One of the few lodges that welcomes children on game drives, Morokuru Kidz at Morukuru Farm House aims to make every junior ranger in training feel special. Armed with their own backpack of goodies, the little ones head off on guided spoor-tracking lessons and mini bush walks, returning to make a souvenir scrap book of their finds, photos and memories.

#4 Sossusvlei Desert Lodge, Namibia

At andBeyond lodges, all kids get a WILDchild backpack filled with bush-oriented goodies to enjoy, like scrapbooks, stickers and a gift (like a compass, solar-powered torch or magnifying glass). At Sossusvlei Desert Lodge, they take advantage of Namibia’s clear night skies and total lack of light pollution for lessons in stargazing, where an expert patiently explains amazing cosmic phenomena. During the day, they take inspiration from the ancient ways of the San Bushmen and learn how to find water and food in the Namib, which is the world’s oldest desert. 

Top 7 places for kids' safaris Sossusvlei
The desert gives up its secrets - like a clutch of huge ostrich eggs - to curious youngsters at Sossusvlei Desert Lodge.

#5 Lion Sands, Sabi Sands Game Reserve, South Africa

Lying on the banks of the Marico River in classic Big 5 country, one of the highlights of the 1933 Lodge at Lion Sands is the children’s dormitory that sleeps eight excitable kids. They are sure to spend nights whispering about their game drives and what they learnt that day in the bush: how big elephant poo is, how hippos can stay under water for so long, how fast a cheetah can run and why vervet monkeys would love a taste of the orange or banana you had for lunch!

Top 7 places for kids' safaris Lion Sands
Rulers of their domain: the children's dorm at 1933 Lion Sands is as much a playroom as a bedroom!


#6 Madikwe Safari Lodge, Kruger National Park, South Africa

The staff at Madikwe Safari Lodge definitely haven’t forgotten what it’s like to be a kid: their junior survivor bush orientation includes quirky lessons on which trees’ branches make the best toothbrushes, how to find direction in the bush, how to make fire and how to find water. ‘Bug CSI’ identifies different plants and insects found around the lodge, with youngsters encouraged to make sketches of them to take home as mementos. Spoor can be moulded in plaster of paris and, for those who aren’t squeamish, dung tracking will show them how to identify, well, animal poo. ‘Gross mom!’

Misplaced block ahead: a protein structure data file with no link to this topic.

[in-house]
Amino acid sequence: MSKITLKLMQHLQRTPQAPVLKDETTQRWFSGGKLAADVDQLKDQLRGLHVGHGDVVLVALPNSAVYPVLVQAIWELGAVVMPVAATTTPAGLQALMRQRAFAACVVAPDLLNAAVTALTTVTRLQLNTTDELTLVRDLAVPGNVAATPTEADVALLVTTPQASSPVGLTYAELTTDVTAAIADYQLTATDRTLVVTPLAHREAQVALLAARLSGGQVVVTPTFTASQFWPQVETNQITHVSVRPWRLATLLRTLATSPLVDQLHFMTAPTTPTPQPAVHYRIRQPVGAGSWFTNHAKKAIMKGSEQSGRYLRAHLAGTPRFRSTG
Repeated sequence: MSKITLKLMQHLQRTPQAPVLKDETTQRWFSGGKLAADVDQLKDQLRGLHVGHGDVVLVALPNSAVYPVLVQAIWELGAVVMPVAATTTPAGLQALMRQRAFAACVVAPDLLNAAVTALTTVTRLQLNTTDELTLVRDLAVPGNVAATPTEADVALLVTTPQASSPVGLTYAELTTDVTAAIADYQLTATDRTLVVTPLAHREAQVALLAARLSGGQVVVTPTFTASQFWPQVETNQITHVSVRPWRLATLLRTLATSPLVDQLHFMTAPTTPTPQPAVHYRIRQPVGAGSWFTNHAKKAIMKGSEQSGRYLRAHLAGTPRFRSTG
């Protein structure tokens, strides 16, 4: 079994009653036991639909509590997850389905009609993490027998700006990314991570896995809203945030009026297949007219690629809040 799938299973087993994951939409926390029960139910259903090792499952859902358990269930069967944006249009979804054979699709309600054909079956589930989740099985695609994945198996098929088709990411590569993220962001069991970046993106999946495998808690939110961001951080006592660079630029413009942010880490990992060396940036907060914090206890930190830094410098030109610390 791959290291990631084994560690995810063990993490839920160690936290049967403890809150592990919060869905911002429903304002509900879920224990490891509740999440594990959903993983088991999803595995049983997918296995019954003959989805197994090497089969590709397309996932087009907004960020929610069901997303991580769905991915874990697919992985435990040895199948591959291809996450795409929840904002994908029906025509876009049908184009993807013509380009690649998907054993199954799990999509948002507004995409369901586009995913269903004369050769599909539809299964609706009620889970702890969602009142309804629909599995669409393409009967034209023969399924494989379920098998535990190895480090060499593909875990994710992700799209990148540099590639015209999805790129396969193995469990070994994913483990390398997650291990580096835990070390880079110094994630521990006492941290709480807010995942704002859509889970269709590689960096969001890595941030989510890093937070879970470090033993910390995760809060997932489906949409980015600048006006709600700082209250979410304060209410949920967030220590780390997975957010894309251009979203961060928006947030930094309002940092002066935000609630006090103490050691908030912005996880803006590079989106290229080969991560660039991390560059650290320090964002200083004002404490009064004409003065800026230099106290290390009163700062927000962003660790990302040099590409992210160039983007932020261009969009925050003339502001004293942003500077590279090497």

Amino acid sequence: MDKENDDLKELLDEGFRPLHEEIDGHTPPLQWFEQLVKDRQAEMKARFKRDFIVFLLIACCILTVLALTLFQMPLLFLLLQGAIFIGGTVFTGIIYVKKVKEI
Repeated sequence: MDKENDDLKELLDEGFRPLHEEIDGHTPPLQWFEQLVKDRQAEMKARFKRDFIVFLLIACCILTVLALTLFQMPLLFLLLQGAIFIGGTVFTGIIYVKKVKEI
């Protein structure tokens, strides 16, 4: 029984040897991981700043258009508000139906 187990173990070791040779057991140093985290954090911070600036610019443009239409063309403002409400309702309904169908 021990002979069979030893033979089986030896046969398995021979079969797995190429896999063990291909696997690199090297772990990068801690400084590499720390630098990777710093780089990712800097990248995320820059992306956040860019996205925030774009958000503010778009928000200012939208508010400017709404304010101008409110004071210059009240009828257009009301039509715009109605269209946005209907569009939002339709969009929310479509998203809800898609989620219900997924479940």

Top 7 places for kids' safaris Madikwe
Getting to grips with spiders at Madikwe Safari Lodge...

#7 Bateleur Camp, Masai Mara National Park, Kenya

The Masai Mara – along with the Serengeti – is the most famous of Africa’s reserves and scene of the annual Great Migration of hundreds of thousands of wildebeest. At Bateleur Camp, children love witnessing the river crossings over the Mara as there is plenty of action and excitement. In quieter moments, they can delve into their WILDchild bag of treasures and go into the bush with professional rangers to learn about tracking, fishing and how to make bows and arrows. They can also visit a traditional Maasai village or manyatta and be taught how to make their own rope using age-old techniques and natural materials sourced from the savannah.

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Spoor recognition at Bateleur Camp.
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Bateleur Camp makes learning as fun as possible.

You may think the distance and expense of an African safari is ‘wasted’ on a child but the opposite is often true: with a patient guide, fun activities, new horizons and permission to just ‘be a kid’ with no timetables or pressure, the youngsters often enjoy a safari vacation the most!

Written by Angela Aschmann. Connect with her on Google+.